"...US-led sanctions have put Iran's economy on the ropes," they said. Ordinary Iranians have been harmed most. Doing so is more than unconscionable. It's illegal.
Christy and Moore urged stiffer sanctions. "Congress should move forward with (them) despite the Executive Branch's disapproval, just as it has in the past," they said.
"US lawmakers and the wider public must insist (that Washington) and its international partners fully enforce standing sanctions on Iran's controversial nuclear program in the interim period."
It bears repeating. Iran's program is peaceful. Sanctions are more than "controversial." They're lawless.
In late November, right-wing Washington Times (WT) editors headlined "Surrender on Iranian sanctions," saying:
Geneva "relieve(d) the pressure of the sanctions that forced the radical Islamic regime to the brink of surrendering its pursuit of a nuclear bomb."
"Now (it) knows it will never have to." Iran conceded plenty in return for little. Not according to WT editors.
They agreed with Obama claiming Geneva "requires Iran to make only a modest down payment on the central problem."
They described terms agreed on as his "run-and-hide strategy for confronting crises..."
They accused Syria's Assad of "employ(ing) poison gas to kill hundreds of thousands of Syrian rebels."
They made other absurd comments throughout their editorial. Perhaps they think readers are stupid. Maybe they're preaching to the choir.
Historian Thomas Frank once called WT "a propaganda sheet whose distortions are so obvious and so alien that it puts one in mind of those official party organs one encounters when traveling in authoritarian countries."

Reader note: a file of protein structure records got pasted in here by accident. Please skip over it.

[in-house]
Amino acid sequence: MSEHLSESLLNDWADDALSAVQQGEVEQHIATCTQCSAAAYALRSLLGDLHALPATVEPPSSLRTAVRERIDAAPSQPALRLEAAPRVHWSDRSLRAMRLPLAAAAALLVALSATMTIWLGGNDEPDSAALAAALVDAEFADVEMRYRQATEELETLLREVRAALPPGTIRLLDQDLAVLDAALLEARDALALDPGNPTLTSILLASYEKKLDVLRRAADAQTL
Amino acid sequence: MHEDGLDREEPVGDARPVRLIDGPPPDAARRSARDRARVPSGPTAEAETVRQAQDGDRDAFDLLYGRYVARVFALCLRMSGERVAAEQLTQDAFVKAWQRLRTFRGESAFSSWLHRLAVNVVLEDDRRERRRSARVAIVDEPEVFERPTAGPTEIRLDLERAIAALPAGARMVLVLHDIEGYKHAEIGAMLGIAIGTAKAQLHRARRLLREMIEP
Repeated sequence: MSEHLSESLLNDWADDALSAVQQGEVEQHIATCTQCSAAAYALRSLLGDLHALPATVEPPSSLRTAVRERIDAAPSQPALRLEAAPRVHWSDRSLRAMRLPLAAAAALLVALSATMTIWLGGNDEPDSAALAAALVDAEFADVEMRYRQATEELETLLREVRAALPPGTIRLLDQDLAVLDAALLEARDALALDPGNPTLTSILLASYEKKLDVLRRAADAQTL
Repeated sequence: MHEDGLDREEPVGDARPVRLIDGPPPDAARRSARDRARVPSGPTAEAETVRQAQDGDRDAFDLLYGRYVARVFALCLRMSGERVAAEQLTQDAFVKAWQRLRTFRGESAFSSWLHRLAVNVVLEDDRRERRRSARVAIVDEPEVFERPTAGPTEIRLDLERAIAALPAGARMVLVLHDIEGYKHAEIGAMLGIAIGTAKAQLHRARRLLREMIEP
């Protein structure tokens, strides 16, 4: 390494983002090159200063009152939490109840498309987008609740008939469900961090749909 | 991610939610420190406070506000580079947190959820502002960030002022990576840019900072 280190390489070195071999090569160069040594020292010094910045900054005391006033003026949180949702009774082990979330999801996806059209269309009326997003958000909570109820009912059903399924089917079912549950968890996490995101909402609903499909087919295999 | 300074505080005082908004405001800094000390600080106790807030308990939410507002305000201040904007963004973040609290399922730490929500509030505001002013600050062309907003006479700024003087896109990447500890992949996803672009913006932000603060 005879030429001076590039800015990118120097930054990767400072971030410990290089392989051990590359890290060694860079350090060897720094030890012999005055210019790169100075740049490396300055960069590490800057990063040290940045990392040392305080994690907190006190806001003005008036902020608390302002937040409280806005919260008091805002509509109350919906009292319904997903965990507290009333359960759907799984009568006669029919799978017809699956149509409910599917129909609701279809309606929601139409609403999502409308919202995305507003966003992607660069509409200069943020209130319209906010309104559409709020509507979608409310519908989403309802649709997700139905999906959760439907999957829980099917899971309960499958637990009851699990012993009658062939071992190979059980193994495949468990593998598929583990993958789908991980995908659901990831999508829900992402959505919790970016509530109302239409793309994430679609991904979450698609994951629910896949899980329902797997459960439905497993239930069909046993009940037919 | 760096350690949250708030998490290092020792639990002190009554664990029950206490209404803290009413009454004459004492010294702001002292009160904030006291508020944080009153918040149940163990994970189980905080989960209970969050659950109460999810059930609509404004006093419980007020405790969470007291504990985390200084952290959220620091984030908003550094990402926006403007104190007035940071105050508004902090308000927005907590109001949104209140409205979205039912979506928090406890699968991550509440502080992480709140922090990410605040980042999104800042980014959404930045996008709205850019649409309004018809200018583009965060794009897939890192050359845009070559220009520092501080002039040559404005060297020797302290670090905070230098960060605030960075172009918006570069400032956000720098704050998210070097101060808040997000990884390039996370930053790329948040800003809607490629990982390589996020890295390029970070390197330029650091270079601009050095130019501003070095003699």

Its editors called "(t)he world a more dangerous place than it was" before Geneva. The deal is bad news for everybody."
On December 12, Wall Street Journal editors headlined "Mood Music Diplomacy on Iran," saying:
"John Kerry returned to Capitol Hill on Tuesday to urge lawmakers not to enact legislation that would impose punitive sanctions on Iran if negotiations fail to stop the mullahs' march toward a bomb."
Obama officials oppose more economic pressure, they added. Kerry "hope to rely on the mood music theory of international relations, whereby Western concessions and indulgence are supposed to create an atmosphere conducive to a strong agreement."
Journal editors compared Iranian President Hassan Rohani with Yasser Arafat. They maliciously called former Palestinian leader "an unreconstructed terrorist."
..."Iranian hardliners" have power enough "to derail any deal that doesn't advance their goal to building nuclear weapons," they claimed.
Obama's "opposition to new sanctions with a delayed trigger feeds suspicions that it is eager to accept just about any agreement with Iran."
"Members of Congress from both parties who want a good and credible deal can help by passing this sanctions bill," they stressed.
Capitol Hill hardliners want one. Some want much more. They want war. They want another country ravaged and destroyed.
They want another vassal state replacing it. They're strongly against resolving Syria's conflict peacefully. So is Obama. He didn't wage war to quit.
Al Nusra and other extremist invaders represent Washington's shock troops. Western media turn a blind eye to their atrocities. Their chemical weapons use goes unmentioned. Assad gets blamed for their crimes.
Western funding, arming, training and direction are ignored. The road to Tehran runs through Damascus. If Syria falls, Iran is next.
Obama's got three more years to achieve regime change in both countries. Expect him to take full advantage.
Stephen Lendman lives in Chicago. He can be reached at firstname.lastname@example.org.
His new book is titled "Banker Occupation: Waging Financial War on Humanity."
Visit his blog site at sjlendman.blogspot.com.